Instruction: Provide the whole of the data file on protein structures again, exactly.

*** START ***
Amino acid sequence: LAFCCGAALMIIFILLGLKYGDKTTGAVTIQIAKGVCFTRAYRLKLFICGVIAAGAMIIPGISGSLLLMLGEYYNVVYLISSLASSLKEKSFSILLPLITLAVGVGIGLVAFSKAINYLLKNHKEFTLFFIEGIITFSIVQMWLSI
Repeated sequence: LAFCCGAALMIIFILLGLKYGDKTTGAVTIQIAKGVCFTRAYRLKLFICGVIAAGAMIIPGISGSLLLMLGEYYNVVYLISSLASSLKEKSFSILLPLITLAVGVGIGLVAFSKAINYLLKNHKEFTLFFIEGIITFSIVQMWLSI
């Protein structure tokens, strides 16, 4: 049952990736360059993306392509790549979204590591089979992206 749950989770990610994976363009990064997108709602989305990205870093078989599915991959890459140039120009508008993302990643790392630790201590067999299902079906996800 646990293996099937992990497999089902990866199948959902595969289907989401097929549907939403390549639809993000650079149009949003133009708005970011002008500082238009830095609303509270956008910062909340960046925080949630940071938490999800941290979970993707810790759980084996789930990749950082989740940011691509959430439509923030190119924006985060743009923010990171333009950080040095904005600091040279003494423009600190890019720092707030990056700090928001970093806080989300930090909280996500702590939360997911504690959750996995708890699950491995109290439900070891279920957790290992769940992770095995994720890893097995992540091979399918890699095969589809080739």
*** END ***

Amino acid sequence: LAFCCGAALMIIFILLGLKYGDKTTGAVTIQIAKGVCFTRAYRLKLFICGVIAAGAMIIPGISGSLLLMLGEYYNVVYLISSLASSLKEKSFSILLPLITLAVGVGIGLVAFSKAINYLLKNHKEFTLFFIEGIITFSIVQMWLSI
Repeated sequence: LAFCCGAALMIIFILLGLKYGDKTTGAVTIQIAKGVCFTRAYRLKLFICGVIAAGAMIIPGISGSLLLMLGEYYNVVYLISSLASSLKEKSFSILLPLITLAVGVGIGLVAFSKAINYLLKNHKEFTLFFIEGIITFSIVQMWLSI
């Protein structure tokens, strides 16, 4: 049952990736360059993306392509790549979204590591089979992206 749950989770990610994976363009990064997108709602989305990205870093078989599915991959890459140039120009508008993302990643790392630790201590067999299902079906996800 646990293996099937992990497999089902990866199948959902595969289907989401097929549907939403390549639809993000650079149009949003133009708005970011002008500082238009830095609303509270956008910062909340960046925080949630940071938490999800941290979970993707810790759980084996789930990749950082989740940011691509959430439509923030190119924006985060743009923010990171333009950080040095904005600091040279003494423009600190890019720092707030990056700090928001970093806080989300930090909280996500702590939360997911504690959750996995708890699950491995109290439900070891279920957790290992769940992770095995994720890893097995992540091979399918890699095969589809080739």